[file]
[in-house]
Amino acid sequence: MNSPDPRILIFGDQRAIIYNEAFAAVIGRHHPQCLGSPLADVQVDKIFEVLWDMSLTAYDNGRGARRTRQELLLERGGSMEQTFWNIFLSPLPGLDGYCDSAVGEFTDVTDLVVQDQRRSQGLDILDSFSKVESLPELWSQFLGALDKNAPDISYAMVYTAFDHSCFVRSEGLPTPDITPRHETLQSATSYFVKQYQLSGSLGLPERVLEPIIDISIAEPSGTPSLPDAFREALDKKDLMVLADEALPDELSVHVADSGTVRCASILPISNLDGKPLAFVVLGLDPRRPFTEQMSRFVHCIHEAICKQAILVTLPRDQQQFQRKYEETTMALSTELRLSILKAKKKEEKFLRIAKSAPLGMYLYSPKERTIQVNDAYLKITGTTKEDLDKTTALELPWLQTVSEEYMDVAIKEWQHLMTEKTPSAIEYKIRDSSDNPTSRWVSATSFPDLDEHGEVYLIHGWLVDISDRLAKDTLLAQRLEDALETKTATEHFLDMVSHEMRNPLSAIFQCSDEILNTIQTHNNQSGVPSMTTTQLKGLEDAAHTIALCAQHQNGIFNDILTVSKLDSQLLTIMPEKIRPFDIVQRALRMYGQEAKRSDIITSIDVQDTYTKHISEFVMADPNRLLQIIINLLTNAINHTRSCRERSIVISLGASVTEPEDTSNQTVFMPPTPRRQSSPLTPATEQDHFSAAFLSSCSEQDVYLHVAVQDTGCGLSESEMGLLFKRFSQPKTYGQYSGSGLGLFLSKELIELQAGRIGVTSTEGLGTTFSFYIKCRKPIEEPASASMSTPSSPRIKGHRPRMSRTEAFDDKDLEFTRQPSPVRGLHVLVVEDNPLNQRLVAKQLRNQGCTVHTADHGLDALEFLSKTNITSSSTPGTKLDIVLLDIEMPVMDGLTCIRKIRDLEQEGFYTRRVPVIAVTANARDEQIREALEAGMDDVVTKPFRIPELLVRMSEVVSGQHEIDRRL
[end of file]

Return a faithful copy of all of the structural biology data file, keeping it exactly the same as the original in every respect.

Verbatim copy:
[in-house]
Amino acid sequence: MNSPDPRILIFGDQRAIIYNEAFAAVIGRHHPQCLGSPLADVQVDKIFEVLWDMSLTAYDNGRGARRTRQELLLERGGSMEQTFWNIFLSPLPGLDGYCDSAVGEFTDVTDLVVQDQRRSQGLDILDSFSKVESLPELWSQFLGALDKNAPDISYAMVYTAFDHSCFVRSEGLPTPDITPRHETLQSATSYFVKQYQLSGSLGLPERVLEPIIDISIAEPSGTPSLPDAFREALDKKDLMVLADEALPDELSVHVADSGTVRCASILPISNLDGKPLAFVVLGLDPRRPFTEQMSRFVHCIHEAICKQAILVTLPRDQQQFQRKYEETTMALSTELRLSILKAKKKEEKFLRIAKSAPLGMYLYSPKERTIQVNDAYLKITGTTKEDLDKTTALELPWLQTVSEEYMDVAIKEWQHLMTEKTPSAIEYKIRDSSDNPTSRWVSATSFPDLDEHGEVYLIHGWLVDISDRLAKDTLLAQRLEDALETKTATEHFLDMVSHEMRNPLSAIFQCSDEILNTIQTHNNQSGVPSMTTTQLKGLEDAAHTIALCAQHQNGIFNDILTVSKLDSQLLTIMPEKIRPFDIVQRALRMYGQEAKRSDIITSIDVQDTYTKHISEFVMADPNRLLQIIINLLTNAINHTRSCRERSIVISLGASVTEPEDTSNQTVFMPPTPRRQSSPLTPATEQDHFSAAFLSSCSEQDVYLHVAVQDTGCGLSESEMGLLFKRFSQPKTYGQYSGSGLGLFLSKELIELQAGRIGVTSTEGLGTTFSFYIKCRKPIEEPASASMSTPSSPRIKGHRPRMSRTEAFDDKDLEFTRQPSPVRGLHVLVVEDNPLNQRLVAKQLRNQGCTVHTADHGLDALEFLSKTNITSSSTPGTKLDIVLLDIEMPVMDGLTCIRKIRDLEQEGFYTRRVPVIAVTANARDEQIREALEAGMDDVVTKPFRIPELLVRMSEVVSGQHEIDRRL